On Tuesday, I received an unsolicited piece from Keep Sedona Beautiful’s volunteer coordinator written by Dick Ellis and Bill Pumphrey titled, “A Story of Citizen Involvement in the Reconstruction of Arizona State Highway 179: 2000-2010.”

Too long to be a letter to the editor and with no reference to any current story or with any news value related to an anniversary or such, I have zero idea why it was sent to me.

Ellis notes that in 2000, the Sedona City Council passed a resolution in favor of the Arizona Department of Transportation’s plan to widen State Route 179 to five lanes to cope with the slowly increasing population and growing number of tourists heading to Sedona.

Ellis states that Voice of Choice for 179, a special interest group, formed and promoted a slate of council candidates in 2001, Ellis among them, who were elected and overturned the resolution — setting the stage for the massive traffic debacle we are dealing with 16 years later.

One resident hired an outside consultant from Georgia, Ellis writes, who attacked ADOT’s plan on VoC’s behalf. This hired gun on VoC’s payroll had no interest in helping Sedona residents as a whole, but merely in collecting a paycheck to promote the cabal’s selfish view that by refusing to build the new road VoC could somehow halt new residents and tourists coming to Sedona.

The last decade of highway backups prove how wrong that idea was as VoC’s anti-population plan was a disastrous and utter failure. Tourists came in droves and growth throughout the Verde Valley meant the road would be woefully insufficient to handle all the vehicles.

Ellis writes that “Voice of Choice members influenced the road planning process, …” by which he means members of the organization co-opted and usurped the democratic process by being a thorn in the Arizona Department of Transportation planners’ sides, consistently promoting the group’s myopic and self-interested demands.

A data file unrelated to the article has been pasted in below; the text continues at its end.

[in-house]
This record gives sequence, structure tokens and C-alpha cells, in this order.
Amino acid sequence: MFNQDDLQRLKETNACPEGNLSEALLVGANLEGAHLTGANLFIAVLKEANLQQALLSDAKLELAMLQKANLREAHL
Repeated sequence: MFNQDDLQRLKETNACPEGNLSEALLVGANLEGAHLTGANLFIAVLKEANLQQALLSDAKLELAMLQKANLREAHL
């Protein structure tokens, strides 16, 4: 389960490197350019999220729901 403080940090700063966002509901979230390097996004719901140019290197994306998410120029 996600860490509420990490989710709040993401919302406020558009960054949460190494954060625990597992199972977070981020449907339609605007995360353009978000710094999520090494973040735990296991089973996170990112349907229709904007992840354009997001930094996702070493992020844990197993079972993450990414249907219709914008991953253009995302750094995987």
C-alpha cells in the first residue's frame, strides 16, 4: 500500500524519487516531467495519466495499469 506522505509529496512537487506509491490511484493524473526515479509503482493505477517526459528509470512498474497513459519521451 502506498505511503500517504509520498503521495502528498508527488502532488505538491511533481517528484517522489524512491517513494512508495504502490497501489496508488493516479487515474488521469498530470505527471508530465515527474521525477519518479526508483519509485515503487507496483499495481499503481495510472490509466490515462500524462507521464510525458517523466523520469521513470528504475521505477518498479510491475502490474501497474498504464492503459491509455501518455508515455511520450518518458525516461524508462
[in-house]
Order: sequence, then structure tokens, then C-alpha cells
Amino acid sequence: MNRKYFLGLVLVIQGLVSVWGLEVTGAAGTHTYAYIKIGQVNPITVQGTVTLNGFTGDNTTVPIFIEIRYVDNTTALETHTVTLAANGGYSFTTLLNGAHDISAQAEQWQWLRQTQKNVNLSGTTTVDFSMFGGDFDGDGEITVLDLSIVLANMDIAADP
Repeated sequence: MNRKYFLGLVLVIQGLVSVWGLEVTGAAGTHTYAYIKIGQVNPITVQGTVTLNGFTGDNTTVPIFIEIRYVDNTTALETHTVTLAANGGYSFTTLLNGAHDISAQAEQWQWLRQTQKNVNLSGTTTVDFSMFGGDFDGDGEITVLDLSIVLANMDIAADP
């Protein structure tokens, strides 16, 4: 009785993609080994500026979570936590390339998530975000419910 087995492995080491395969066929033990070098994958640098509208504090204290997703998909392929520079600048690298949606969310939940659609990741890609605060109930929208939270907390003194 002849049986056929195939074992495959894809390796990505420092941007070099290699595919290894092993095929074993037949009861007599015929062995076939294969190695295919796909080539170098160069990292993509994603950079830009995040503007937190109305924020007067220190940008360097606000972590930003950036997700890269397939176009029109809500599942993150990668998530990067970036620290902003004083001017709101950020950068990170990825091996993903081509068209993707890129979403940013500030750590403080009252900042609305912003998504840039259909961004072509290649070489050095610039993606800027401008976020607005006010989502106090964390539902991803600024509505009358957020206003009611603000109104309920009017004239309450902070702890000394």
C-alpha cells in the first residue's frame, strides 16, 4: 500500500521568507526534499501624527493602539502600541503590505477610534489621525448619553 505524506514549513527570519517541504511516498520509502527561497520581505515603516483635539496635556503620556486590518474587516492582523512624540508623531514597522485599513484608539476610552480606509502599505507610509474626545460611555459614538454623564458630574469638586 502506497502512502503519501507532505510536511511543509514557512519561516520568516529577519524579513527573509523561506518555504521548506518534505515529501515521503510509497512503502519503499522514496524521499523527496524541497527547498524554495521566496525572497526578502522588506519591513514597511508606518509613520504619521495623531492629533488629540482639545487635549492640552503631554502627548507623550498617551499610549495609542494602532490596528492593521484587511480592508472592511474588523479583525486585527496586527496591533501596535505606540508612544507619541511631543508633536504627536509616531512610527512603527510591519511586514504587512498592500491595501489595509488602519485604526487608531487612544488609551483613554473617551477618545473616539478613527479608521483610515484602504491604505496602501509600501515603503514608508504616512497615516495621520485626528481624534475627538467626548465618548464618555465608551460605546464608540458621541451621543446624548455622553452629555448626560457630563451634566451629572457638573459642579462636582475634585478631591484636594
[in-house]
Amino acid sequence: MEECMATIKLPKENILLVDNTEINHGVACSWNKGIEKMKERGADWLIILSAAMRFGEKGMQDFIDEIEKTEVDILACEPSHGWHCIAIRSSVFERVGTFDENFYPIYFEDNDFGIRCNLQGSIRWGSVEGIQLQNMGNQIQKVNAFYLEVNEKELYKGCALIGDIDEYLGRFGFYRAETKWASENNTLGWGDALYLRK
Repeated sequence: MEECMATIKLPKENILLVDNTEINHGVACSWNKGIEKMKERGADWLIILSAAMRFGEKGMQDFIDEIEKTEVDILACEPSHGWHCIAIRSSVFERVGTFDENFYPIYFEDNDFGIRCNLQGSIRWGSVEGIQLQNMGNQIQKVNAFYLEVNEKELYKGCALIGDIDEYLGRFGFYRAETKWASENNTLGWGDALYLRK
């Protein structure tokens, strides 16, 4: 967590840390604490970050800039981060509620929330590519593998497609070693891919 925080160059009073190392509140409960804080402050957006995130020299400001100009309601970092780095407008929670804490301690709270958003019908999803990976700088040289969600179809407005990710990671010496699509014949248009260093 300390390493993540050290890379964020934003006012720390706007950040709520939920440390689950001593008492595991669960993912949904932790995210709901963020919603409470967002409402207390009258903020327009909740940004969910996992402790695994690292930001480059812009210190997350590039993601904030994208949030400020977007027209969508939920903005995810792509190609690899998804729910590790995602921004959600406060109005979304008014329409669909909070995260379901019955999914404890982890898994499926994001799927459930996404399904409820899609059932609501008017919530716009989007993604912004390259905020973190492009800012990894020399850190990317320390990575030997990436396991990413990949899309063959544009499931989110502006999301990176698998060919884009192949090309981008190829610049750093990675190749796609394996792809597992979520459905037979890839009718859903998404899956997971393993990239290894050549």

VoC members made big showings at charettes and meetings, giving the impression to state officials that a tiny handful of Sedona residents represented the city as a whole, which was clearly not the case. VoC prevailed, despite the overall view of most residents that a wider State Route 179 needed be two lanes in each direction.

ADOT started replacing a two-lane road with a pretty two-lane road, not the four-lane road we needed then and desperately need now. Roundabouts replaced proposed stoplights, fouling up inflow from side streets.

Now cars coming from tiny side streets like Sombart Lane and Arrow Drive have the equal access to the arterial State Route 179. The median has reduced head-on collisions and the bike lanes make it safer to cycle, yet these were already in ADOT’s initial plans for the wider road, so VoC’s claims of credit are moot.

Though many of the members of VoC were also members of KSB, both adamantly denied there was a formal relationship between the groups, but the fact KSB sent us this piece strongly suggests there was wide collusion, in violation of rules governing 501(c)(3) nonprofits.

KSB has been in hot water for such activities before: Over streetlights on State Route 89A, in promoting a Sedona National Scenic Area and in promoting a regional national monument. When will KSB officials learn that as a 501(c)(3) nonprofit, under Internal Revenue Service rules, KSB cannot promote political issues?

The only letter VoC should be sending to residents should begin, “We sincerely apologize for what we did to you all regarding traffic ….”

Yet now when readers send me letters to editor complaining about 45-minute, bumper-to-bumper delays on State Route 179, I now have a piece I can email back so that drivers can squarely place the blame for the terrible road design on the shoulders of Voice of Choice for 179.